Probing the Interaction of Dielectric Nanoparticles with Supported Lipid Membrane Coatings on Nanoplasmonic Arrays
The integration of supported lipid membranes with surface-based nanoplasmonic arrays provides a powerful sensing approach to investigate biointerfacial phenomena at membrane interfaces. While a growing number of lipid vesicles, protein, and nucleic acid systems have been explored with nanoplasmonic sensors, there has been only very limited investigation of the interactions between solution-phase nanomaterials and supported lipid membranes. Herein, we established a surface-based localized surface plasmon resonance (LSPR) sensing platform for probing the interaction of dielectric nanoparticles with supported lipid bilayer (SLB)-coated, plasmonic nanodisk arrays. A key emphasis was placed on controlling membrane functionality by tuning the membrane surface charge vis-à-vis lipid composition. The optical sensing properties of the bare and SLB-coated sensor surfaces were quantitatively compared, and provided an experimental approach to evaluate nanoparticle–membrane interactions across different SLB platforms. While the interaction of negatively-charged silica nanoparticles (SiNPs) with a zwitterionic SLB resulted in monotonic adsorption, a stronger interaction with a positively-charged SLB resulted in adsorption and lipid transfer from the SLB to the SiNP surface, in turn influencing the LSPR measurement responses based on the changing spatial proximity of transferred lipids relative to the sensor surface. Precoating SiNPs with bovine serum albumin (BSA) suppressed lipid transfer, resulting in monotonic adsorption onto both zwitterionic and positively-charged SLBs. Collectively, our findings contribute a quantitative understanding of how supported lipid membrane coatings influence the sensing performance of nanoplasmonic arrays, and demonstrate how the high surface sensitivity of nanoplasmonic sensors is well-suited for detecting the complex interactions between nanoparticles and lipid membranes.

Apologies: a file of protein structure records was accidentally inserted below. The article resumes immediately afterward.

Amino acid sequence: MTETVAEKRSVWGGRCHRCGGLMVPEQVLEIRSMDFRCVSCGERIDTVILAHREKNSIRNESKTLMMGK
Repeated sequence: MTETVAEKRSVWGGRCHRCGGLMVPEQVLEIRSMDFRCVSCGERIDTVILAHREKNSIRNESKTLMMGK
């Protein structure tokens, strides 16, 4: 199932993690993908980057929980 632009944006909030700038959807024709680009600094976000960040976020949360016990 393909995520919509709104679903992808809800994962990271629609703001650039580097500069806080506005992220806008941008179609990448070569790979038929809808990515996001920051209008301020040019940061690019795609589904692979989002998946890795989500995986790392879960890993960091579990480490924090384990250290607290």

Published in: Sensors
Authors: Abdul Rahim Ferhan, Gamaliel Junren Ma, Joshua A. Jackman, Tun Naw Sut, Jae Hyeon Park and Nam-Joon Cho